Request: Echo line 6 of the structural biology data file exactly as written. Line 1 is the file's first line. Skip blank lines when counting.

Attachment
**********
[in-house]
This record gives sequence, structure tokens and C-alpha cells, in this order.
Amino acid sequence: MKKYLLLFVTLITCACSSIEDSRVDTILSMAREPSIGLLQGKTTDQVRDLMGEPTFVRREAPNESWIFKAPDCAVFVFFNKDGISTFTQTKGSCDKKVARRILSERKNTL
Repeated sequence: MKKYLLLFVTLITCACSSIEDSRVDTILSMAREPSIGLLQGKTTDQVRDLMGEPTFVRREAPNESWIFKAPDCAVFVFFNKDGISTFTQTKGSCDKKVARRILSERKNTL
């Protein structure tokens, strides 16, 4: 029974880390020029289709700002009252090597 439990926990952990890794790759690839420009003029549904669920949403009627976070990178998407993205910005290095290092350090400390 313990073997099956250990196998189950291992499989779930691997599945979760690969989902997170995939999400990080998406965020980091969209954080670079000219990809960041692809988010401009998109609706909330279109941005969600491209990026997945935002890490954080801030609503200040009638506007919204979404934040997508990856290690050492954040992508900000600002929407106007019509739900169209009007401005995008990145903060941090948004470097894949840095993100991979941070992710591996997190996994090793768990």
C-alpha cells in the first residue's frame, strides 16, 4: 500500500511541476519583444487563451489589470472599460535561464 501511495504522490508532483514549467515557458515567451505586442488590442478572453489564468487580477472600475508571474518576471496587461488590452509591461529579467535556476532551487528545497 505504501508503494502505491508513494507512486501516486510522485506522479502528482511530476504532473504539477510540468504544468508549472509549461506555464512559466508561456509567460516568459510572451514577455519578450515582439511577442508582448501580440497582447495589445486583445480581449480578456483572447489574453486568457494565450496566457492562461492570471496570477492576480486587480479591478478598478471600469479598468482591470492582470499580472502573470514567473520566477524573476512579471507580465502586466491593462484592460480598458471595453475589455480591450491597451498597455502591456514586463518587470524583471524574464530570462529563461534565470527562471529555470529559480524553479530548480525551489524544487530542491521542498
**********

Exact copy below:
C-alpha cells in the first residue's frame, strides 16, 4: 500500500511541476519583444487563451489589470472599460535561464 501511495504522490508532483514549467515557458515567451505586442488590442478572453489564468487580477472600475508571474518576471496587461488590452509591461529579467535556476532551487528545497 505504501508503494502505491508513494507512486501516486510522485506522479502528482511530476504532473504539477510540468504544468508549472509549461506555464512559466508561456509567460516568459510572451514577455519578450515582439511577442508582448501580440497582447495589445486583445480581449480578456483572447489574453486568457494565450496566457492562461492570471496570477492576480486587480479591478478598478471600469479598468482591470492582470499580472502573470514567473520566477524573476512579471507580465502586466491593462484592460480598458471595453475589455480591450491597451498597455502591456514586463518587470524583471524574464530570462529563461534565470527562471529555470529559480524553479530548480525551489524544487530542491521542498